Huia bird was the largest New Zealand wattlebird species endemic to the Northern Island of the country. This species went extinct in the early 20th century. Conservation efforts to save this species started in the 1890s, but they were not properly enforced.
The last confirmed sighting came on 28th December, 1907 in Tararua Ranges. Credible sighting reports came from Wellington region till 1922. Unconfirmed sighting reports from the Te Urewera National Park came till the early 1960s.
|Scientific name||Heteralocha acutirostris|
|Other names||New Zealand woodpecker|
|Size||Male – 45 cms in length; Female – 47 cms in length.|
|Weight||700 to 900 pounds.|
|Mean egg dimensions||45.7 mm in length and 27.9 mm in width.|
|Nest||Cup shaped with thick walls made by dried grass and leaves.|
|Egg color||Stone grey with purplish-brown markings|
|Similar species||North Island saddleback|
Huia was a magpie-sized bird. Both sexes were similar in appearance with orange wattles and black plumage with bluish-green sheen along with a white tip towards the end of their tail. They had bluish-grey legs.
Their sexual dimorphism was highlighted by their bill, which was dramatically different in size and structure. The female had long curved bill, around 85 to 105 cms long; while the male’s bill was less curved, around 55 to 60 cms long.
Their calls were mostly soft and melodious array of flute-like whistles often referred as Huia songs. Males and females had different calls. Their calls were audible up to 300-400 meters away.
Range and Habitat
Bone remains indicate that Huia was common in lowland places and montane native forest across the North Island. Before the European settlement, they were found in large numbers in Rimutaka, Tararua and Ruahine ranges as well as in hills around Wellington. Few accounts suggest that they had seasonal movements. They lived in montane forests during summer while going to lowland forests during winter.
Huia’s food mainly consisted of wood-dwelling insects and their larvae. They also fed on native forest fruits like pigeonwood, hinau, coprosma and kahikatea.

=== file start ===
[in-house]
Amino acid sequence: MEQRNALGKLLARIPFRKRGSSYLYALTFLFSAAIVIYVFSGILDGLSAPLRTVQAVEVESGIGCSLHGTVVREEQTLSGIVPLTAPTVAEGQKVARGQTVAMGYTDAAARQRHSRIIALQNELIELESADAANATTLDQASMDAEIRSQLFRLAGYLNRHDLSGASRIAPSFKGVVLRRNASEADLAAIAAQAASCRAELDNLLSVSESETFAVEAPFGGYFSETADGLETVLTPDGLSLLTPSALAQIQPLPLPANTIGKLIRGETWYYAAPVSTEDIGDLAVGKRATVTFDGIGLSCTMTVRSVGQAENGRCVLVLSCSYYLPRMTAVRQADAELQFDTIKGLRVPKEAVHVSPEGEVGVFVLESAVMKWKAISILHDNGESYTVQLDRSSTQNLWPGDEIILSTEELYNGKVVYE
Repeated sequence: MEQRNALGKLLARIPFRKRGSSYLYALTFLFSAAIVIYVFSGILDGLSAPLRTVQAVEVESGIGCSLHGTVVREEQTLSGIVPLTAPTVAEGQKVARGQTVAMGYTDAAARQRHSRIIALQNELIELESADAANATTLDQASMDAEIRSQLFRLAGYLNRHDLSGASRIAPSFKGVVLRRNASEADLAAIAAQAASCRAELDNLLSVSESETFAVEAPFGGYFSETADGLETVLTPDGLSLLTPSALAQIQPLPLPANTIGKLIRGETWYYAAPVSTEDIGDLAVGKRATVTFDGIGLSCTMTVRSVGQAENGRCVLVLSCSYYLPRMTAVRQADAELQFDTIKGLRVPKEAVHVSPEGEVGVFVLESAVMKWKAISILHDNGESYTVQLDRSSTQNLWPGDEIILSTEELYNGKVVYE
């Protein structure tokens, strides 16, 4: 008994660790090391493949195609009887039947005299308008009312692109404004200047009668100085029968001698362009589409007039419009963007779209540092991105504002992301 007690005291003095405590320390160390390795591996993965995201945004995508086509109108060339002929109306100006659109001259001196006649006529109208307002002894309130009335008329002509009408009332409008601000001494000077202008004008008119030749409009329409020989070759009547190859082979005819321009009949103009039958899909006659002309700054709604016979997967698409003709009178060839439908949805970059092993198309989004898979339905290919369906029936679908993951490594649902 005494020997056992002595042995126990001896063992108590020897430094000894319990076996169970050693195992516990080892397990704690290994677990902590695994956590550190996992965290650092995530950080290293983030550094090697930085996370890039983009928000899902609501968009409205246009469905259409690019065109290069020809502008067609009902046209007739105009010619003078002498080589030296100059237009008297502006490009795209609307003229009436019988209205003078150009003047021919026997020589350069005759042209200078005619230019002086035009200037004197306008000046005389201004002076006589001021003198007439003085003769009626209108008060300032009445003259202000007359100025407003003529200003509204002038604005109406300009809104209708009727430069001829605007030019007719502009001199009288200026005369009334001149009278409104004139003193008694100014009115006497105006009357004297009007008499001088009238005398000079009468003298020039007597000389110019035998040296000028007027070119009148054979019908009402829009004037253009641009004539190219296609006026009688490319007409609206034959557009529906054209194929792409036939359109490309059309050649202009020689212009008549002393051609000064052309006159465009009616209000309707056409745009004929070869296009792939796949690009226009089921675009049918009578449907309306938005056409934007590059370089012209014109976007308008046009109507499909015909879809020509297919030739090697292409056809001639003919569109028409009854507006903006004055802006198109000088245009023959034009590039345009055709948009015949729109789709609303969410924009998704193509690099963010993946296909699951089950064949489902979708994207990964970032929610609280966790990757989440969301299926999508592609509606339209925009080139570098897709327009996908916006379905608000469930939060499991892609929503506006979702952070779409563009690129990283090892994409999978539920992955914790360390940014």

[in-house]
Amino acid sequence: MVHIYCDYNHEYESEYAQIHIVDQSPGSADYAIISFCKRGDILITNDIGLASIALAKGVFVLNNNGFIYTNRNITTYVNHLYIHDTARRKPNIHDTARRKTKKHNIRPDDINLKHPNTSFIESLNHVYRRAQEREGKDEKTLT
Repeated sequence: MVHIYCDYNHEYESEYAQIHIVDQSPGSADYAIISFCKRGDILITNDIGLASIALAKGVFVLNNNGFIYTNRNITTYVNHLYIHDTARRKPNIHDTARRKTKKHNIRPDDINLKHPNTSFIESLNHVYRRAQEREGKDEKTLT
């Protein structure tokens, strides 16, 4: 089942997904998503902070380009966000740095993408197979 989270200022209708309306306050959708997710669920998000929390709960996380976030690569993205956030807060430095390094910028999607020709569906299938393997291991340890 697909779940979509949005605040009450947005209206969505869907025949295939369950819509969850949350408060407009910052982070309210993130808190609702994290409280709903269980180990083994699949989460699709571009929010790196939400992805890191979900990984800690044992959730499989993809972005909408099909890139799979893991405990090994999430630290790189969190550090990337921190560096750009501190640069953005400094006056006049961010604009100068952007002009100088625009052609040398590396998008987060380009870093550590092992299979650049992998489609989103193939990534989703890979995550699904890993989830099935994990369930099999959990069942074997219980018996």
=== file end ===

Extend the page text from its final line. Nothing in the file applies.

- Huia birds were the first to call in ‘early dawn.’
- Huia tail feathers were the symbol of status among Maori.
- Rallicola extinctus, an extinct phtilopterid louse species, only lived on Huias. It is believed that they also went extinct with its host.
- Huias had no fear of humans and the Maori people reportedly captured them with hands. In fact, the Maoris also kept them as pets.
- New Zealand had earlier released several postage stamps depicting this species.
- Museum für Naturkunde in Germany has Taxidermy Huia pair specimen.
- Huia cloning is not likely to succeed as the state of the DNA among museum specimens is not in great state.
Behaviour and ecology
They used their bills to extract huhu larvae or dig into decaying foods and nuts. They used to hunt in pairs. Different type of bills allowed them to tap a wide array of food sources. Some accounts suggest that males often offered foods to their partners. They used to fly little distances, often hopping from tree branches to tree branches or on the ground.
This species bred as monogamous pairs from October to February. The female laid 2-4 eggs around October. Incubation was mainly done by the mother. Chicks were brownish-black with an off-white tail band. Both male and female had fed the chicks for at least three months before they led an independent life.
Causes of Extinction
Overhunting and deforestation are the two reasons associated with this bird’s extinction. They were killed in large numbers because of their skins (mainly for mounted specimens). Their tail feathers also had great demand in the local market for hat decoration. Habitat loss triggered by deforestation after the European settlement played a role in wiping out this species.